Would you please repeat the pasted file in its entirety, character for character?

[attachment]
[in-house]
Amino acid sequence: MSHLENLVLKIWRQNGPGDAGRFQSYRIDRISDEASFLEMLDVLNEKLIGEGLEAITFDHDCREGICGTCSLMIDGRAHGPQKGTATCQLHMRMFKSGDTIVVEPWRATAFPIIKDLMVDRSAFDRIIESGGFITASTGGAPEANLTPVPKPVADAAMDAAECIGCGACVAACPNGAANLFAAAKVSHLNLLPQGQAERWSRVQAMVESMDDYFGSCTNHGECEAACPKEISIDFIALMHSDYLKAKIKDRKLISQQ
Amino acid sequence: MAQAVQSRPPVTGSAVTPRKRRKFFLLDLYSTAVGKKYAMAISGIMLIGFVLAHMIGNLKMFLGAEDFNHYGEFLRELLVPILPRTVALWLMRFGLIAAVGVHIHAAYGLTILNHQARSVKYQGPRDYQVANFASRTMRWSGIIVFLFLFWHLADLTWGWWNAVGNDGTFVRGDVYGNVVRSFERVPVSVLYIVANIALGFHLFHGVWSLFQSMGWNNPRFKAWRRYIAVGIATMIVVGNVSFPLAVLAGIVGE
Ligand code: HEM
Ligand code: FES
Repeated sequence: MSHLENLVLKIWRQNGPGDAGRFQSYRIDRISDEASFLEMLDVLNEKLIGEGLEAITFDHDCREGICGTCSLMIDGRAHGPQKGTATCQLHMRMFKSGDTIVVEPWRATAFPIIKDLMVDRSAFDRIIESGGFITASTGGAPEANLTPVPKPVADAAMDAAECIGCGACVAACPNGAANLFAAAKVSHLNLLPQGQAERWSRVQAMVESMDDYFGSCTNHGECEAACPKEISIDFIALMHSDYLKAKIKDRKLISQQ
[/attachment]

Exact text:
[in-house]
Amino acid sequence: MSHLENLVLKIWRQNGPGDAGRFQSYRIDRISDEASFLEMLDVLNEKLIGEGLEAITFDHDCREGICGTCSLMIDGRAHGPQKGTATCQLHMRMFKSGDTIVVEPWRATAFPIIKDLMVDRSAFDRIIESGGFITASTGGAPEANLTPVPKPVADAAMDAAECIGCGACVAACPNGAANLFAAAKVSHLNLLPQGQAERWSRVQAMVESMDDYFGSCTNHGECEAACPKEISIDFIALMHSDYLKAKIKDRKLISQQ
Amino acid sequence: MAQAVQSRPPVTGSAVTPRKRRKFFLLDLYSTAVGKKYAMAISGIMLIGFVLAHMIGNLKMFLGAEDFNHYGEFLRELLVPILPRTVALWLMRFGLIAAVGVHIHAAYGLTILNHQARSVKYQGPRDYQVANFASRTMRWSGIIVFLFLFWHLADLTWGWWNAVGNDGTFVRGDVYGNVVRSFERVPVSVLYIVANIALGFHLFHGVWSLFQSMGWNNPRFKAWRRYIAVGIATMIVVGNVSFPLAVLAGIVGE
Ligand code: HEM
Ligand code: FES
Repeated sequence: MSHLENLVLKIWRQNGPGDAGRFQSYRIDRISDEASFLEMLDVLNEKLIGEGLEAITFDHDCREGICGTCSLMIDGRAHGPQKGTATCQLHMRMFKSGDTIVVEPWRATAFPIIKDLMVDRSAFDRIIESGGFITASTGGAPEANLTPVPKPVADAAMDAAECIGCGACVAACPNGAANLFAAAKVSHLNLLPQGQAERWSRVQAMVESMDDYFGSCTNHGECEAACPKEISIDFIALMHSDYLKAKIKDRKLISQQ